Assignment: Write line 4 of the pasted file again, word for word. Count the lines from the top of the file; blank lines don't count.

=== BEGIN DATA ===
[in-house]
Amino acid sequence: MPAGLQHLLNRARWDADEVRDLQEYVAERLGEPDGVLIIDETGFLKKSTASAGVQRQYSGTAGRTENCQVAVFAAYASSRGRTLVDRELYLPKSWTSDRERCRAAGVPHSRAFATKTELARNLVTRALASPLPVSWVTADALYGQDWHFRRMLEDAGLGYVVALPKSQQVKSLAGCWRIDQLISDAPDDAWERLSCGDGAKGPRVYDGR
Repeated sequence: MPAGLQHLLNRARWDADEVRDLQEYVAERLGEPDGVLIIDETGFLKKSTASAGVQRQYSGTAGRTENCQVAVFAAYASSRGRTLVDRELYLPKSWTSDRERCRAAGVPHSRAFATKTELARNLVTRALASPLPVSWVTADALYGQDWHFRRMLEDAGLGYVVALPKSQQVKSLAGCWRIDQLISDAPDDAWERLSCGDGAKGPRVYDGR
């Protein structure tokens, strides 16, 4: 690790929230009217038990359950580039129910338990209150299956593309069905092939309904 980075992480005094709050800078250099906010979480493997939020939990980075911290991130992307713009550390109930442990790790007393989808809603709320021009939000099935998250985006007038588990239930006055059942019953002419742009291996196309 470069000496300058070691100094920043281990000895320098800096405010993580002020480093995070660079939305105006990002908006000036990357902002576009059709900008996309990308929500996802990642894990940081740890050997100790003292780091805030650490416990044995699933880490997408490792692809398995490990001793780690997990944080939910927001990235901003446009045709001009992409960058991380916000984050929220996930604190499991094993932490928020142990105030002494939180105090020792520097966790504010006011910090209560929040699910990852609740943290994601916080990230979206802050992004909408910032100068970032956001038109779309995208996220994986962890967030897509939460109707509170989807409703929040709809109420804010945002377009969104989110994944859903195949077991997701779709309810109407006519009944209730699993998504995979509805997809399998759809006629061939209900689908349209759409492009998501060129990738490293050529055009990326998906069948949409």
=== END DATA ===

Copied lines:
């Protein structure tokens, strides 16, 4: 690790929230009217038990359950580039129910338990209150299956593309069905092939309904 980075992480005094709050800078250099906010979480493997939020939990980075911290991130992307713009550390109930442990790790007393989808809603709320021009939000099935998250985006007038588990239930006055059942019953002419742009291996196309 470069000496300058070691100094920043281990000895320098800096405010993580002020480093995070660079939305105006990002908006000036990357902002576009059709900008996309990308929500996802990642894990940081740890050997100790003292780091805030650490416990044995699933880490997408490792692809398995490990001793780690997990944080939910927001990235901003446009045709001009992409960058991380916000984050929220996930604190499991094993932490928020142990105030002494939180105090020792520097966790504010006011910090209560929040699910990852609740943290994601916080990230979206802050992004909408910032100068970032956001038109779309995208996220994986962890967030897509939460109707509170989807409703929040709809109420804010945002377009969104989110994944859903195949077991997701779709309810109407006519009944209730699993998504995979509805997809399998759809006629061939209900689908349209759409492009998501060129990738490293050529055009990326998906069948949409």